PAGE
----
- Technical consultant
- Interior business
Let’s take an example to understand this. Mr. Mohan is running a partnership firm in the name of Shree Corporation. Gross receipts of his business for the previous year were Rs. 86 lakhs. He declared his income under the presumptive taxation scheme of Section 44AD. Net income was Rs. 688000 after computing at the rate of 8% of the gross receipts. He wanted to claim further deductions under Section 30 for the depreciation of his firm’s building. But, as per the provisions under Section 44AD, computed presumptive income (6% or 8% of gross receipts or turnover of the eligible business for the previous year) is considered as the net income for the business covered under the presumptive taxation scheme. Hence, assessee is not allowed to claim any deductions under Section 30 to 38 (including depreciation and unabsorbed depreciation) of the Income Tax Act. Hence, Mr. Mohan cannot claim any further deductions after the computation of net income.
Provisions for Eligible Partnership Firm
For example, let’s say Priyam Corporation is a partnership firm engaged in the business of manufacturing wooden photo frames. The firm has declared its income for the previous year as per the provisions of the presumptive taxation scheme under Section 44AD. After computation of income on basis of estimation i.e. at the rate of 8% on gross receipts, the firm wanted to claim further deductions on account of interest paid to its partners. In this case, Priyam Corporation can claim deductions for the interest paid to partners as deductions of interest paid to its partners and also the remuneration paid within the limit prescribed under Section 40 b) of IT Act are allowed as deduction under the presumptive taxation scheme.
Computing Written down Value (WDV) of depreciable assets:
Let’s understand this with an illustration. GT Corporation, a steel manufacturing firm has declared its income as per the provisions of the presumptive taxation scheme as under Section 44AD of the Income Tax Act. Presumptive income of GT Corporation was calculated at the prescribed rate i.e. 8% without deducting any depreciation as it is presumed that there is no deduction on account of depreciation is allowed under the provisions of presumptive taxation scheme. In this case, it is important to note that, even though the depreciation on the business asset is not available for deduction, it is necessary for the computation of the written value of the particular asset. Depreciation needs to be calculated and deducted.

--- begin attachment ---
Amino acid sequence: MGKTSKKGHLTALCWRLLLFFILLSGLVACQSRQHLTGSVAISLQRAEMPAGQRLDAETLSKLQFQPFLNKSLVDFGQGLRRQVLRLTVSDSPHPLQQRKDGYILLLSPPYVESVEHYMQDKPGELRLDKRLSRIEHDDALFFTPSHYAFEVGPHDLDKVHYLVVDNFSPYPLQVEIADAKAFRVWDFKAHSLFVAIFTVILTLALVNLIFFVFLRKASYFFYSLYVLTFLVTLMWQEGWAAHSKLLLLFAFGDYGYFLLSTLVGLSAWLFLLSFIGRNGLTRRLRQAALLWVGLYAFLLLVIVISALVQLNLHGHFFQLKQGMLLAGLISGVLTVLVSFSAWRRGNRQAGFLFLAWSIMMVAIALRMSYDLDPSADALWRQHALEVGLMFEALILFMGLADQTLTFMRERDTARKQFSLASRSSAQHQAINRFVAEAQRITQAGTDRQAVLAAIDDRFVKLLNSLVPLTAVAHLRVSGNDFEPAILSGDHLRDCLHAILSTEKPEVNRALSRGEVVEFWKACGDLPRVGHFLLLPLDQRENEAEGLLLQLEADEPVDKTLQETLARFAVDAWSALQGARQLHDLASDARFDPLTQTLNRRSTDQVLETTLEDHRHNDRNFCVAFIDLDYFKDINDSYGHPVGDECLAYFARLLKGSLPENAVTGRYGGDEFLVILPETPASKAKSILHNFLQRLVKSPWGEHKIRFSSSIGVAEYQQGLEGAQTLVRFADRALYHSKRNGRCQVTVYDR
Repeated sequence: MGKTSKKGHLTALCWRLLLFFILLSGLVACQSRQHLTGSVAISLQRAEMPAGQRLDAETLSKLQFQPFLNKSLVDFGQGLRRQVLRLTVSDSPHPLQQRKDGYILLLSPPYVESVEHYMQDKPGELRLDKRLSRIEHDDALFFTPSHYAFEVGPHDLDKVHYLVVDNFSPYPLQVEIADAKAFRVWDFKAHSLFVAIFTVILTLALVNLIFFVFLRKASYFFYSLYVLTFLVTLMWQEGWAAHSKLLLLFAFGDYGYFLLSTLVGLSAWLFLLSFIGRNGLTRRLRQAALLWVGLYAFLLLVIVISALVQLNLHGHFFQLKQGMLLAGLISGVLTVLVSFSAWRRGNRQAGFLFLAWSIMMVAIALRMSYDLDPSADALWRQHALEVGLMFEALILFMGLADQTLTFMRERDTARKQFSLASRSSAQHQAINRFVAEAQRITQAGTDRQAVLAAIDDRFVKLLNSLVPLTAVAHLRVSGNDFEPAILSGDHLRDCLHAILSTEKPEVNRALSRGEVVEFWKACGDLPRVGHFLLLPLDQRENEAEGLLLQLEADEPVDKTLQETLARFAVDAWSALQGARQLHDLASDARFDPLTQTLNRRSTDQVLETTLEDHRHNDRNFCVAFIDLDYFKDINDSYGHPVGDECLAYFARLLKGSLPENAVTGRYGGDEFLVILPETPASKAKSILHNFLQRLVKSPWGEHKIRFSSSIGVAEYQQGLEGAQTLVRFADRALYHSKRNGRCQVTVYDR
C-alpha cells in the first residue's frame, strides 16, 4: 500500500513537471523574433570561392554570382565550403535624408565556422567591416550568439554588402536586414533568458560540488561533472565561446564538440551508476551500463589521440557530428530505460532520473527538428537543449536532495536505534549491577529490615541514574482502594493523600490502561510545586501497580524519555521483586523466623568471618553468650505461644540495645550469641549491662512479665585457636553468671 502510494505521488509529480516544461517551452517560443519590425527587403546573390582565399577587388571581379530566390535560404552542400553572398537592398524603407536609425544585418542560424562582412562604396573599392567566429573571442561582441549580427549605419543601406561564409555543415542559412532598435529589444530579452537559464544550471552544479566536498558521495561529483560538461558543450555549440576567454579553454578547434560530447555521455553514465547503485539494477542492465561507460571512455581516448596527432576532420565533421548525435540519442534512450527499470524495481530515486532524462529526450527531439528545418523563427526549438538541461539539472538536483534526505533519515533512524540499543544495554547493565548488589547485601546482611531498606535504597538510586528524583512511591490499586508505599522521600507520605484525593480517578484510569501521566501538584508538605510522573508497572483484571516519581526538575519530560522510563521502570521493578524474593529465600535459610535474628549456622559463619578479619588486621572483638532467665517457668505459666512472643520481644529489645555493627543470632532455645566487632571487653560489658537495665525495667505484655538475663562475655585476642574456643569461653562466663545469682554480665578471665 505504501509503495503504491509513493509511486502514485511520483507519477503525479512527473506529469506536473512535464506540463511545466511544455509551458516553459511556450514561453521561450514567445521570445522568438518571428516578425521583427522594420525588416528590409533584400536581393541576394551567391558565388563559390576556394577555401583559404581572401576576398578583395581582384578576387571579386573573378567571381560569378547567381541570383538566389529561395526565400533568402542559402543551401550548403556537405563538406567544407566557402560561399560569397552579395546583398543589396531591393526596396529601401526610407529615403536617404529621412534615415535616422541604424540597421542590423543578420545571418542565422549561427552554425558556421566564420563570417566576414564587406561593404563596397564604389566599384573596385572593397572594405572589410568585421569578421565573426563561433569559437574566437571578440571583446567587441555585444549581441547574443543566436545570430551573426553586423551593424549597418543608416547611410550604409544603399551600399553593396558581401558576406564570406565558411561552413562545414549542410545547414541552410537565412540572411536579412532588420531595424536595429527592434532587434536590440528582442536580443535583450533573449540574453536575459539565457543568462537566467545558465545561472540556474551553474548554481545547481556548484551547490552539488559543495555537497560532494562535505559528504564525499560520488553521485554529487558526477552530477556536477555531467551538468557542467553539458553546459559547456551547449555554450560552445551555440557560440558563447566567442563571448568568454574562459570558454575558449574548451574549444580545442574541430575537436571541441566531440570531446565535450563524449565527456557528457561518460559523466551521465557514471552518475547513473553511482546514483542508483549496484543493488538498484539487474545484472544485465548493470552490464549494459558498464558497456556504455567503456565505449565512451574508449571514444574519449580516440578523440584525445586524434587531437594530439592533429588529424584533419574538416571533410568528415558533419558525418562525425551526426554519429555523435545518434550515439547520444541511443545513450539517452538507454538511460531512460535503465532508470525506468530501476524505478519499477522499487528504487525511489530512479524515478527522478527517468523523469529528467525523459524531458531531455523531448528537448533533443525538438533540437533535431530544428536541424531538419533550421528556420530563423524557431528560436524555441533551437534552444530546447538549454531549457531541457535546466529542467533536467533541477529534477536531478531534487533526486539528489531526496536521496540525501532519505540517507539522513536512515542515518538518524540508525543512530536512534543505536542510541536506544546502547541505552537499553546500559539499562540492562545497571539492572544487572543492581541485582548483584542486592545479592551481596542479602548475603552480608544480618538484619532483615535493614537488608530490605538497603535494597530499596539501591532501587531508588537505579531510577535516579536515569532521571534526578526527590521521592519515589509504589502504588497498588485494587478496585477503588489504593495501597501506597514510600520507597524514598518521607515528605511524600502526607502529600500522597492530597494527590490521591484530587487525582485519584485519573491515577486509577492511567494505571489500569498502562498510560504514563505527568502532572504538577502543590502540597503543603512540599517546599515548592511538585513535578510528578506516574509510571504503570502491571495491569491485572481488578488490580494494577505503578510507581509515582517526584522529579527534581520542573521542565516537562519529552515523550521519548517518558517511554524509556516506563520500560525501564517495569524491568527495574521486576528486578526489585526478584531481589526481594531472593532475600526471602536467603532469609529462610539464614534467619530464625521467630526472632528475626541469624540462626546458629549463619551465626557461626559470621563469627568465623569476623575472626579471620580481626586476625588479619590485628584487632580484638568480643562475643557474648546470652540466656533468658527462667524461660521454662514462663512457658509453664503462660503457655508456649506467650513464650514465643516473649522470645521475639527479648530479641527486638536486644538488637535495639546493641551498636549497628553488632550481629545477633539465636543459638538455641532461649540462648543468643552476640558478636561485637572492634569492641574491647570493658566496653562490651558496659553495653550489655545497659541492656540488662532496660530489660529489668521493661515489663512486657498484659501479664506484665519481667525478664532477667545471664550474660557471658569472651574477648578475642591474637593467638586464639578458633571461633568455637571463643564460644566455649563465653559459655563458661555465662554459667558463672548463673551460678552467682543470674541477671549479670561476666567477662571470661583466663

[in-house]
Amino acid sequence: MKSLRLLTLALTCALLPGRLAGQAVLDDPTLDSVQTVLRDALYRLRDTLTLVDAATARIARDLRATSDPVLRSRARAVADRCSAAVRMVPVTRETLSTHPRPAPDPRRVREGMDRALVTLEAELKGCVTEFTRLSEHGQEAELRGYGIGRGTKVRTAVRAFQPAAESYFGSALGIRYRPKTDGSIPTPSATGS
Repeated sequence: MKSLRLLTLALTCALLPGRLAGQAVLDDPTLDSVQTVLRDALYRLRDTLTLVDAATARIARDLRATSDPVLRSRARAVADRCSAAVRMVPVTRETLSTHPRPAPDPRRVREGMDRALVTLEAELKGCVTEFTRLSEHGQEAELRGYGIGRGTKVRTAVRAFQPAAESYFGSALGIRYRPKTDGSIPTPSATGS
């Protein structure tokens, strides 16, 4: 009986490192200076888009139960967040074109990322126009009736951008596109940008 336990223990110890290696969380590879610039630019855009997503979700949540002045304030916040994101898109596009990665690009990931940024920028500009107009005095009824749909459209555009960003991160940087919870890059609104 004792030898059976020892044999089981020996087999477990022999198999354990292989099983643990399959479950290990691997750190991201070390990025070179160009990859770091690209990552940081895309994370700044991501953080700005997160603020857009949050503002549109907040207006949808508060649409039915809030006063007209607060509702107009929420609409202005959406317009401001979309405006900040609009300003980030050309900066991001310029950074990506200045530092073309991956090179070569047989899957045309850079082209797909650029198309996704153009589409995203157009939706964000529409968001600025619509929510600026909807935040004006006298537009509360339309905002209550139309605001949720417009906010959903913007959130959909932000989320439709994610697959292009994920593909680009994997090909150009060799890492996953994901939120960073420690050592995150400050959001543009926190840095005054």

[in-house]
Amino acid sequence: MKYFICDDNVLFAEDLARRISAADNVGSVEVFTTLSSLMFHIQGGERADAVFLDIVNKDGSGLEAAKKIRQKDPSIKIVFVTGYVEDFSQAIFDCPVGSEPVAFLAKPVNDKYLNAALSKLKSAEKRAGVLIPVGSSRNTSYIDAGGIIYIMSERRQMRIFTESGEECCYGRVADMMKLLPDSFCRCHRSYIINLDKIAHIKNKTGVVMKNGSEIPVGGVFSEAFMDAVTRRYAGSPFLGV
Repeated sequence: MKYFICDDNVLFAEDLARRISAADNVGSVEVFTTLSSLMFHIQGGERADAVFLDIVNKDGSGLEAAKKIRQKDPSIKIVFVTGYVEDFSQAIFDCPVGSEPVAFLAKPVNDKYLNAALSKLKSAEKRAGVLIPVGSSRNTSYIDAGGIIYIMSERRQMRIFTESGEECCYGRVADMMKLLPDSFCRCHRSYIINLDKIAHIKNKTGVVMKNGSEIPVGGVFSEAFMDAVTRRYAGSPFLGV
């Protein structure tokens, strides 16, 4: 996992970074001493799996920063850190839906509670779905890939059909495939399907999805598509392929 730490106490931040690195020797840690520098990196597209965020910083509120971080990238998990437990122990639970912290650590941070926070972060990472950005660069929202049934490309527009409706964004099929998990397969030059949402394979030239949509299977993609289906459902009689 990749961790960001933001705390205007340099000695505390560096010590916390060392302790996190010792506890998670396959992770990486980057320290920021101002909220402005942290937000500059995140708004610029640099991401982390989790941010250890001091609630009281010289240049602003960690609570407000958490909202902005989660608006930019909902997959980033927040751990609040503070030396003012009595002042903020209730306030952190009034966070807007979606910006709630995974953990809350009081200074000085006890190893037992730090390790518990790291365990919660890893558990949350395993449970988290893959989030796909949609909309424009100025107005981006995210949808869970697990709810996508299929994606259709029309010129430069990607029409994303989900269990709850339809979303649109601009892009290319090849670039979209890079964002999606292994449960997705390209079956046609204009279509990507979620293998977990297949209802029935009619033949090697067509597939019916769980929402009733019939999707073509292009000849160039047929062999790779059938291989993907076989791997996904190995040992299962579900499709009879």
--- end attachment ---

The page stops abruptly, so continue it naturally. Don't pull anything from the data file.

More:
Provisions relating to maintenance of books of account:
To understand this, let’s take an example. Mr. Mani is running a provision store. Turnover of his business for the previous year is Rs. 40 lakh. He declared his business income as per the provisions of presumptive taxation scheme of Section 44AD. In this case, Mr. Mani is not obliged to maintain the books of account relating to his business as per the provisions of Section 44AD. And also, he is not required to get his books audited as his business is not covered under Section 44AA and Section 44AB of the IT Act.
- Declaring Lower Income or Higher Income under the Presumptive Taxation Scheme:
In case, the actual income is more than the presumptive income scheme, this provision allows the assessee to declare the higher income at his option (higher than the prescribed rate of 8%). Lastly, presumptive taxation scheme under Section 44AD is a great relief to small and medium tax payers with regards to maintenance of books of account and getting it audited which is often quite very tedious job with high probability of errors.